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The Theory of Factor Proportions

The Theory of Factor Proportions

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The Theory of Factor Proportions

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  1. The Theory of Factor Proportions Brief Introduction

  2. The Theory Contains Four Core Propositions • Factor endowments and trade patterns • Factor price equalization • Distribution of income • Factor growth and output patterns

  3. Factor endowments and trade patterns Natural resource version: USA is relatively well endowed with land. Therefore USA exports farm (land-intensive) products. Singapore is relatively well endowed with marine traffic locational resources. Therefore, Singapore exports shipping, marine insurance, ship repair plus many derivative services.

  4. Factor endowments & trade patterns Developed resource version: Japan, USA, France & Germany are relatively well endowed, after histories of much investment, with non-human productive resources or capital. Therefore, they export capital-intensive manufactured goods.

  5. Factor endowments & trade patterns Do they? France and USA are the world’s two biggest exporters of agricultural products. Land intensive? Leontief (Nobel laureate) discovered (1960s) after extensive data crunching that the USA exports labor intensive goods; to Japan? To China? To Luxembourg? To India?

  6. Factor endowments & trade patterns Try to explain that one. Maybe US labor is (was) human capital intensive. US endowment of capital intensive labor is (was) relatively large by international standards. Hence, our labor intensive exports were really human capital intensive. Try that one on the shop floor at Toyota City!

  7. Factor endowments & trade patterns Do tastes matter? Or superior goods? S DS If both countries have the same tastes, demand curves are DD. USA, being heavily capital endowed, has supply curve further to right. Hence, USA exports & ROW imports the good. But if higher USA income (or stronger tastes) determine the US demand curve DS:DS, US will import the good & export the other, labor intensive good. Hen, desu nee! D S D EX IM EX IM S D DS S D ROW USA

  8. Factor Endowments Although land, capital and highly skilled labor may be relatively abundant in the United States & other developed countries, labor in general is relatively scarce. This has many implications with respect to trade policy, income distribution and other matters.

  9. Factor price equalization Labor: Through intense global competition, wages and the return to capital tend to equalize across trading nations. Is this true? Are your wages determined in Bangladesh? Are low-skilled US workers vulnerable? Many who were on the streets of Seattle & Honolulu think so.

  10. Factor Price Equalization & Productivity A useful abstraction: visualize a worker as an embodiment of natural and acquired skills or sources of productivity. The skills are heterogeneous; some are highly competitive internationally, others are company or geographically specific. Globalization transforms the specific into global, but the transformation is incomplete.

  11. Factor Price Equalization & Productivity High tech skills tend to be global and to correlate with mobility. Medium and low tech skills tend to be more local and less mobile. However, a major exception may be many low tech skills in the First World which are highly substitutable for skills that exist widely in the Third World.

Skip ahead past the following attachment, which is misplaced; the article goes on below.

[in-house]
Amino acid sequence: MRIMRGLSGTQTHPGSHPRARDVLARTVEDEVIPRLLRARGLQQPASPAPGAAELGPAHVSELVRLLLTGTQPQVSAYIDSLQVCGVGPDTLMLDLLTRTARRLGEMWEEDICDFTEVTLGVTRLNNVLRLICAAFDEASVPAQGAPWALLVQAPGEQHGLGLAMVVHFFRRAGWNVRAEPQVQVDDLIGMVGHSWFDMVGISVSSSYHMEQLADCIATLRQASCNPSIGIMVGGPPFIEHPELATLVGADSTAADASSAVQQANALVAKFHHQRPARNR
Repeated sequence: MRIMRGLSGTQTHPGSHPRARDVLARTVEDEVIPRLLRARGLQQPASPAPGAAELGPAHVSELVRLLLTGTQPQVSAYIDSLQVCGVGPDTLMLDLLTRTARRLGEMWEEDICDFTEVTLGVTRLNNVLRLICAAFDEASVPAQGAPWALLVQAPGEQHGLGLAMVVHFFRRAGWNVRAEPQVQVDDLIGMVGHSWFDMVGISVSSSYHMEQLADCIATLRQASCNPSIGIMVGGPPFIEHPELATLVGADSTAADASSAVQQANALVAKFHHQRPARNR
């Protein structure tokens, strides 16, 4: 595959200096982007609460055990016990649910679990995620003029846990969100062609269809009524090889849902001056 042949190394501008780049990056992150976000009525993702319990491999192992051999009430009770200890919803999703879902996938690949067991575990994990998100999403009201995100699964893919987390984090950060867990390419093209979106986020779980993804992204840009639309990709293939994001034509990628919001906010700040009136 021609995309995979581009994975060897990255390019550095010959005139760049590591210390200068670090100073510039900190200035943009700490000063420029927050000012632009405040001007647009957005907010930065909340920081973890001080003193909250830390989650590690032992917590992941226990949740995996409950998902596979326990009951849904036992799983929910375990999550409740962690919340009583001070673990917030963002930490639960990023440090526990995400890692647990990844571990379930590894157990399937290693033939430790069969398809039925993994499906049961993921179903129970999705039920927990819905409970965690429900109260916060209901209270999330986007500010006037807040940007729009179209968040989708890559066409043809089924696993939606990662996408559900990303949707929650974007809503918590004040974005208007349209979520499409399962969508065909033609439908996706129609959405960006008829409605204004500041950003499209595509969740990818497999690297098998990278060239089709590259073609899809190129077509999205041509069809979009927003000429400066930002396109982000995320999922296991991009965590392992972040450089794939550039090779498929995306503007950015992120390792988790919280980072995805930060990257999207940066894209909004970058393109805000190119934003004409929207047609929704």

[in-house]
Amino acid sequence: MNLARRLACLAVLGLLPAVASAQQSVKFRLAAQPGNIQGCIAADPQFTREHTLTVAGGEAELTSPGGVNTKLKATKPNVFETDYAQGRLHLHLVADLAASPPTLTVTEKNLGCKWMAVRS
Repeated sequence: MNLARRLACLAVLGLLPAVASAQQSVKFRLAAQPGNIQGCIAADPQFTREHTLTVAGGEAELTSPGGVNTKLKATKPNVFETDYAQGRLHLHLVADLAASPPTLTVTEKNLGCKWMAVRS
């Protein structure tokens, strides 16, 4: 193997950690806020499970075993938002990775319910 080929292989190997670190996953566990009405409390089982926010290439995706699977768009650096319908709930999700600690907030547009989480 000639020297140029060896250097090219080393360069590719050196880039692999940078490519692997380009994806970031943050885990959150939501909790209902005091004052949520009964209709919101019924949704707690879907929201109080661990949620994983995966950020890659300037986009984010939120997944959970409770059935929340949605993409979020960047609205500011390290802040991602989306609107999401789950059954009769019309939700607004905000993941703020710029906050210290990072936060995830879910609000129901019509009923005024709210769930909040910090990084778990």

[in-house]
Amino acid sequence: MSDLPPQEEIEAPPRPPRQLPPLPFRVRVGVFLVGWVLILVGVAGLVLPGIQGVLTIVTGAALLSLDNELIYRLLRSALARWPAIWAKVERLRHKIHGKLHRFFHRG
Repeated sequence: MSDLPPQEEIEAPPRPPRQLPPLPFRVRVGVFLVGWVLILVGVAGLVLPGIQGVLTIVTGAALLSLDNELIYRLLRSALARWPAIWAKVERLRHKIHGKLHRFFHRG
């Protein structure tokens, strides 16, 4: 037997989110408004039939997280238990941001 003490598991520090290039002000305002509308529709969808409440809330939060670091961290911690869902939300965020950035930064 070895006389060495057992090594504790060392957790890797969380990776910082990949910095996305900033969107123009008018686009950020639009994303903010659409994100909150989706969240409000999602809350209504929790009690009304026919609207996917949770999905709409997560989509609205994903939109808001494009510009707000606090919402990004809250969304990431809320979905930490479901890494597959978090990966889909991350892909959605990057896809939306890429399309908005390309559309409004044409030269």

12. Factor Price Equalization & Productivity Due to opportunity differentials, low-skill labor in the First World embodies, on average, a greater concentration of skill units than that embodied in Third World labor. If this is true, wages of low-skilled labor will remain higher in the First World, even if global competition forces relative equalization.

  13. Factor price equalization Capital: Heavy investment in a country, whether by its own residents or through foreign direct investment (FDI) leads to falling returns. Resulting excess capacity in Asian countries caused falling returns & inability to pay off loans. Asia ceased to be a better investment than developed countries.

  14. Trade & income distribution Free trade: Land is abundant in USA, scarce in JPN. Free trade enables USA to share its land globally, in an environment in which land is not so abundant. Hence, US farm income rises. However, US abundance swamps JPN’s scarcity causing JPN’s farm income to fall.

  15. Trade & income distribution Protection: Protection of JPN’s agricultural sector creates a local monopoly, free of USA’s abundant competition and raises JPN’s farm income (lowers USA’s income). Of course, JPN’s consumers pay more. Farmers and related industries win; consumers & others lose.

  16. Trade & income distribution Industrial products: JPN’s automobiles & consumer electronic products and USA’s software, hardware & entertainment output are produced by industries relatively well endowed with key inputs. Owners of these key inputs profit from globalization if exporters, but lose if importers.

  17. Factor growth & output The down side: In a small country, world goods prices are set by large, global markets. Hence, if, for example, population (labor force) rises, labor-intensive industries will grow and capital-intensive industries will shrink.

  18. Factor growth & output The up side: However, if the country succeeds in developing its physical & human capital stocks, capital and high-skill labor- intensive industries will grow and low- skill labor industries will shrink. This sounds rather like Japan, Korea, Singapore and other countries in the early stages of their development.

  19. So Much For Now